What I want to calculate is the probability that the size $k'$ of an intersection of two subgroups with sizes $n$ and $K$ that have been randomly selected from a group with size $N$ that is smaller than $k$.

This is described by the cumulative hypergeometric probability. Because I have to calculate this probability for millions of cases and $N>>n,K$, I decided to use the binomial distribution as an approximation. So, there are $N$ elements, I choose n randomly and each one of them belongs to subgroup2 with $p=\frac{K}{N}$.

Calculating the cumulative binomial probability is still too slow. But if the binomial distribution would be the normal distribution I could apply the 68-95-99.7 rule. As I understand it, this would tell me for example that a three $\sigma$ distance from the mean only happens with $probability=0.3\%$.

But the binomial distribution is skewed and I'm only interested in the probability of a positive deviation from the mean, so my question is whether there is some formula for that.

As evidenced by this question I don't know anything about statistics, so a good answer would take my lack of general statistics knowledge into account.

  • $\begingroup$ "probability 0.3" is a probability of 30%; presumably you mean probability of 0.003 or 0.3%. $\endgroup$
    – Glen_b
    Apr 20, 2016 at 12:55
  • $\begingroup$ The Demoivre-Laplace Theorem says that a binomial CDF can be approximated by the normal CDF even for skewed distributions but in this instance, since $p$ is very small, a Poisson CDF might be a better choice. $\endgroup$ Apr 20, 2016 at 12:58
  • $\begingroup$ @Glen_b: Thanks. @ Dilip Sarwate: Intuitively that actually makes sense to me and it's what I have been doing so far. Maybe I should just test how accurate the normal CDF is for my numbers. $\endgroup$ Apr 20, 2016 at 13:09

1 Answer 1


As already mentioned by others, Demoivre-Laplace Theorem says that binomial distribution can be approximated using normal distribution and law of small numbers says that it can be approximated using Poisson distribution. With $p$ near to the boundaries, normal approximation does not work well.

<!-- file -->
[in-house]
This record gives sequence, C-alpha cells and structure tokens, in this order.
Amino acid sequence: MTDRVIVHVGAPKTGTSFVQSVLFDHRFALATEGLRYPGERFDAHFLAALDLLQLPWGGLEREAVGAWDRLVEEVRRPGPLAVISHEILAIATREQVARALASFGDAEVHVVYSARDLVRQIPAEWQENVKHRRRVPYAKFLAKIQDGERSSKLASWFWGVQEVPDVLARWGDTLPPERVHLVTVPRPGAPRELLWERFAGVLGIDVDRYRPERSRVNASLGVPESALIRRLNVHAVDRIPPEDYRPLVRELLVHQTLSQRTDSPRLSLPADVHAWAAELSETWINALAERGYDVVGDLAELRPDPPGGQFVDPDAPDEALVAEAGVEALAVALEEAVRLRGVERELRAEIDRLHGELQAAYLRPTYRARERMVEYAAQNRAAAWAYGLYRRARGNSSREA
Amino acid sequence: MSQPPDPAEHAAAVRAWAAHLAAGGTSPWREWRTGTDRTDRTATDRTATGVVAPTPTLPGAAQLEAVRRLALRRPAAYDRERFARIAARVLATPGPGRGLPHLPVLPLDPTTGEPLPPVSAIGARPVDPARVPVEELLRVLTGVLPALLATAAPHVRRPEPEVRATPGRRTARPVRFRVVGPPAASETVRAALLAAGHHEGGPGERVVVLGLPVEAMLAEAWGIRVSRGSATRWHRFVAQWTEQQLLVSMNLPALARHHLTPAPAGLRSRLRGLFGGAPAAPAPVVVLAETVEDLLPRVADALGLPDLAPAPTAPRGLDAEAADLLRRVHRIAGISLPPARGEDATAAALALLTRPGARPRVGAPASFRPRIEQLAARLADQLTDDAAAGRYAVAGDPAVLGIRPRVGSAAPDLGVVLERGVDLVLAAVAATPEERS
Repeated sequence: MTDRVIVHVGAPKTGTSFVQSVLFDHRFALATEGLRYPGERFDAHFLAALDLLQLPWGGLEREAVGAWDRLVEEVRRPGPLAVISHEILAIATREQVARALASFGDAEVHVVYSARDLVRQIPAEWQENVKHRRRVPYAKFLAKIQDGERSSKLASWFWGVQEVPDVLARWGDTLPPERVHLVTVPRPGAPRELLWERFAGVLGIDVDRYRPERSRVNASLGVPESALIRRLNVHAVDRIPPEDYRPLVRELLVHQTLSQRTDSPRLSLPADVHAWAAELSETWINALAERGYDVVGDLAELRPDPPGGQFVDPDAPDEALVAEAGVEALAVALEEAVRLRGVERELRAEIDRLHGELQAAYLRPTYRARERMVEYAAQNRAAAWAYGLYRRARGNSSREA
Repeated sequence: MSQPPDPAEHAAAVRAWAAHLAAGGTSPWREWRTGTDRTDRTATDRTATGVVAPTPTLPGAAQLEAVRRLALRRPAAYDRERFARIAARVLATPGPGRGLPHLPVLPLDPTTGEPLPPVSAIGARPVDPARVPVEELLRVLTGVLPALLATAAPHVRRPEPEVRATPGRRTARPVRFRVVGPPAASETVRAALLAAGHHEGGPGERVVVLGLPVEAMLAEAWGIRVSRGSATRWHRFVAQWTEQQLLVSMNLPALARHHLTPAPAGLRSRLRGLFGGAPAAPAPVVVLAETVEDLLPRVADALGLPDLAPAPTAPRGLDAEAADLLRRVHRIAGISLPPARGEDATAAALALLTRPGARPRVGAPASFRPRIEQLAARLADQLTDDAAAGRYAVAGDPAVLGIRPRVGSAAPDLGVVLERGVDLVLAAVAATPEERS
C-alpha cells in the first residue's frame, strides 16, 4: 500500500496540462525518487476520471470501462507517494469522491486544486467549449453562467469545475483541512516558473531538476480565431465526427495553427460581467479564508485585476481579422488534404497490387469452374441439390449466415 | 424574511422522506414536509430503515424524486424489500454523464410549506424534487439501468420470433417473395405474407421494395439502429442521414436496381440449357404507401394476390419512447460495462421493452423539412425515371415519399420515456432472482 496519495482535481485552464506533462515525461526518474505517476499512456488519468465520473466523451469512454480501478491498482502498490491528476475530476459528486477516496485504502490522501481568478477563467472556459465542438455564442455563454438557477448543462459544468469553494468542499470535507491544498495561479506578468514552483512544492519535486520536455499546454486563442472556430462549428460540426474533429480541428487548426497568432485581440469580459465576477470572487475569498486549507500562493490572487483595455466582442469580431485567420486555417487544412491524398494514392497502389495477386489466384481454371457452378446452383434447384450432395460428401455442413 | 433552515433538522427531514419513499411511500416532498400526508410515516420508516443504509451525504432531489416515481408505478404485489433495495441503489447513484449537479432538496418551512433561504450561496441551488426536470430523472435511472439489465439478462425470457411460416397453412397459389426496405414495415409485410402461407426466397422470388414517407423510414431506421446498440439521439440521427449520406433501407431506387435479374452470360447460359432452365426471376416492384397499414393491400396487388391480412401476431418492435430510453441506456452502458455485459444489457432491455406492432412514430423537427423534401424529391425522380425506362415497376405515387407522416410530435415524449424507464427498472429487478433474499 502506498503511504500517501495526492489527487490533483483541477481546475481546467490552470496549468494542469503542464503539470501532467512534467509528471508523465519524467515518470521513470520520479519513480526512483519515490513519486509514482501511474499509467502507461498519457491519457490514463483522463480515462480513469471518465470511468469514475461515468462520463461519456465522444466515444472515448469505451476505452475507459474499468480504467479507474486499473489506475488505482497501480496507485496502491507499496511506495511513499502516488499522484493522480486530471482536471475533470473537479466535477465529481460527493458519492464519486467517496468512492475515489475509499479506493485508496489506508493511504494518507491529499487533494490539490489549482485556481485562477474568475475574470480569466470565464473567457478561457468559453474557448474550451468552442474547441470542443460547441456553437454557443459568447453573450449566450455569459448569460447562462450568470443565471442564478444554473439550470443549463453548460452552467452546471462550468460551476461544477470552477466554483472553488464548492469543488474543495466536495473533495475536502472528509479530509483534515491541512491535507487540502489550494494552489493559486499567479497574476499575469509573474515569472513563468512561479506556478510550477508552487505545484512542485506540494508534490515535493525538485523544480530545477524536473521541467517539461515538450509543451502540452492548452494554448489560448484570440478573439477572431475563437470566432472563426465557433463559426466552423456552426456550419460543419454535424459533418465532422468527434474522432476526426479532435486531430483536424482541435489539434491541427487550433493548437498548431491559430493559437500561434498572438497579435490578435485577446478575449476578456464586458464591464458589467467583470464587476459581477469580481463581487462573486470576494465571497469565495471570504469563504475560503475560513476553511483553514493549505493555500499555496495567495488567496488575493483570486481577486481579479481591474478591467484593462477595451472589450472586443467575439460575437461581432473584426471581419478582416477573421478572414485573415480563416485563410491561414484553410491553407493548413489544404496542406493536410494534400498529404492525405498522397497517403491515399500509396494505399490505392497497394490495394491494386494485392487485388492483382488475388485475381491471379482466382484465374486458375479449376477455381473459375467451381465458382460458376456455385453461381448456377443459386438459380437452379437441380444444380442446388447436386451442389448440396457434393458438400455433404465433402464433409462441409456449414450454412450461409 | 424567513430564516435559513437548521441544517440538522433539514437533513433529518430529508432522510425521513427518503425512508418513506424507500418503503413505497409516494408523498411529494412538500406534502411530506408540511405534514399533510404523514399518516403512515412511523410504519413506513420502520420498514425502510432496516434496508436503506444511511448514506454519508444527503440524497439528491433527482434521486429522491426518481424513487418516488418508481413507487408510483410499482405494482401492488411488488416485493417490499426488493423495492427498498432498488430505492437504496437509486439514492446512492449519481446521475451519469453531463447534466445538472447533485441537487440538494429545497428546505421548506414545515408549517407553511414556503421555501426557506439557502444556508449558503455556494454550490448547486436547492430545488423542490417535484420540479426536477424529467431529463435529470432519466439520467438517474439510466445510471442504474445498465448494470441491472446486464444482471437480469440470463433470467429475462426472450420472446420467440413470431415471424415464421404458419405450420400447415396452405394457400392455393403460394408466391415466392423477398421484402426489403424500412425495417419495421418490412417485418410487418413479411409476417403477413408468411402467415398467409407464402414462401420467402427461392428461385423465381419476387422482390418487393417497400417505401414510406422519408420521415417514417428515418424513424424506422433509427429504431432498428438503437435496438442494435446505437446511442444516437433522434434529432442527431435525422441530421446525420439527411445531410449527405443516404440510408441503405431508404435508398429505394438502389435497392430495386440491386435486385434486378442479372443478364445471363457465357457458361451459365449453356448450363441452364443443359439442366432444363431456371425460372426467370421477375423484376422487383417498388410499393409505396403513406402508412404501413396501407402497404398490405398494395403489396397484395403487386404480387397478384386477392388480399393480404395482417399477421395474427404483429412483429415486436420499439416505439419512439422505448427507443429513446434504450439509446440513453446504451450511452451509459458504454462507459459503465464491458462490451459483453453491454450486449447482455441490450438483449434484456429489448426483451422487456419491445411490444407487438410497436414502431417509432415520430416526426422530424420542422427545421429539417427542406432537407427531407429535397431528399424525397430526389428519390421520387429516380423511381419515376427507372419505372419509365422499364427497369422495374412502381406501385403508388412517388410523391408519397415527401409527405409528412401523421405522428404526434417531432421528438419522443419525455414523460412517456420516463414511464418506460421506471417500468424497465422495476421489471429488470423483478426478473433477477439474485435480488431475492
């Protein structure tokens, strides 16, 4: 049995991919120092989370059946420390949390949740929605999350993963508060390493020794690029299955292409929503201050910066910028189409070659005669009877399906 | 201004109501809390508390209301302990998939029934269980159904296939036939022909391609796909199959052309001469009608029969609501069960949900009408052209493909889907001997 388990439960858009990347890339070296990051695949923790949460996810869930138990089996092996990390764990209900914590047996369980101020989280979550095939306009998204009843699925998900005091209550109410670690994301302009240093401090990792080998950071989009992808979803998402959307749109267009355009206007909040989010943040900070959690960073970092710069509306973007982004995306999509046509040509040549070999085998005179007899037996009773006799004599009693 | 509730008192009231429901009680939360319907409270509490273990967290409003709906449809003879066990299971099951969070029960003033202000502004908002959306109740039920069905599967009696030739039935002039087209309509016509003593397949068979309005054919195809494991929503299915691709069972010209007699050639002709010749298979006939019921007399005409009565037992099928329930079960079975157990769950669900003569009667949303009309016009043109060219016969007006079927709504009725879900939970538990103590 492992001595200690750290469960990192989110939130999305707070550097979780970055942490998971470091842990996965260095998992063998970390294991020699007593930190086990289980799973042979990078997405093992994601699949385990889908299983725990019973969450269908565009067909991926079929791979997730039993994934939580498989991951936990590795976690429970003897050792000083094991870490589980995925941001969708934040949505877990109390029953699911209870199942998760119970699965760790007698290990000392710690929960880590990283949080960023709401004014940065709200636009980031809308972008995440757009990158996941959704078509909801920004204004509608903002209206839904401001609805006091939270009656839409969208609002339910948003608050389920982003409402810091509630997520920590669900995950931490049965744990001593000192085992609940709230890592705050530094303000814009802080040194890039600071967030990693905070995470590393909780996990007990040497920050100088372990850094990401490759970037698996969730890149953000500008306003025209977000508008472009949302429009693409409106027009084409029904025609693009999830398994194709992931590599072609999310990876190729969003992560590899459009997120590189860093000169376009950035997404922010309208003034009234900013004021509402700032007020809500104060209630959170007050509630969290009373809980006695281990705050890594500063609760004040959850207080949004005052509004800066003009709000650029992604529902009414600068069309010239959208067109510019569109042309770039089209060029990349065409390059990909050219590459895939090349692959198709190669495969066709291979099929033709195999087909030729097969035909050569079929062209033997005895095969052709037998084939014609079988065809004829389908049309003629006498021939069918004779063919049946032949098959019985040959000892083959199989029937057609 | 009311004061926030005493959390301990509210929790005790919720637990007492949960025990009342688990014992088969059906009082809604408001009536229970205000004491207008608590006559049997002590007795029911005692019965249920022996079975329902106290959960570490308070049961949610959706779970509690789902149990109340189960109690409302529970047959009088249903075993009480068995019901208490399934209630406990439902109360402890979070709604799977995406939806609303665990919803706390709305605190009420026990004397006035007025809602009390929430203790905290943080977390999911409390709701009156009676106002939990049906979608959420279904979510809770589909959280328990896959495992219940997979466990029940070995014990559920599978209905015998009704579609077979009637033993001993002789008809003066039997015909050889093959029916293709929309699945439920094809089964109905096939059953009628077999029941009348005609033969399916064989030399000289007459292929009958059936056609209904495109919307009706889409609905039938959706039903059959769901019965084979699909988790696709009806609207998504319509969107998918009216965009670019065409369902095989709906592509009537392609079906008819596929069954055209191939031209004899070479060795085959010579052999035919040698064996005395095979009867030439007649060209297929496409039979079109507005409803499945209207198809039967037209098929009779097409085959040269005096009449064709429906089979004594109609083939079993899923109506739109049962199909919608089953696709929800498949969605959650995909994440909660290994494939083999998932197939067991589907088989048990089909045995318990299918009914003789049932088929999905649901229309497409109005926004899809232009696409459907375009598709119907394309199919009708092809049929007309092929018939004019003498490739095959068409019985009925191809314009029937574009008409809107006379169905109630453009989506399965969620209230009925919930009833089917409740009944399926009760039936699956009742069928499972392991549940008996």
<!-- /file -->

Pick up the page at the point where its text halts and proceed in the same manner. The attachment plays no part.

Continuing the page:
As you can see from the following example, the actual coverage of mean $\pm$ one (first plot), two (second plot), or three standard deviations from the mean depend on $n$ (colors) and $p$ (x-axis) parameters. The coverage expected from the normal distribution is shown using the dotted line. In many cases the binomial coverage is close (especially in $\pm3$ SD case), but there are cases when it is far from what normal distribution tells us.

enter image description here

So in your case, you should ask yourself two questions: (1) how good/bad is normal approximation is for the range of parameters that can be seen in your data, (2) how precise do you want to be (you'd be already introducing the second layer of approximation!).

As a side-note: why the computation is slow? Computation in general should not be that slow. Moreover, if you have fixed parameters, then what you can do is first to compute probabilities for each $k$ in $1,\dots,N$ and then simply read the probabilities from the per-computed table. Since there are recursive algorithms for calculating the binomial probabilities, this should be computationally very fast (computation time depends on $N$ and is independent of how many samples do you have). Moreover, you possibly can use the symmetries of hypergeometric distribution to speed things up.

  • $\begingroup$ Funny, I was just on the wiki-page for the 68-95-99.7-rule for entirely unrelated reasons, bam, somebodies answers my old question. Actually, I know calculate the cumulative hypergeometric probability directly with gsl, which, it turns out, isn't that slow. $\endgroup$ Aug 1, 2017 at 20:56

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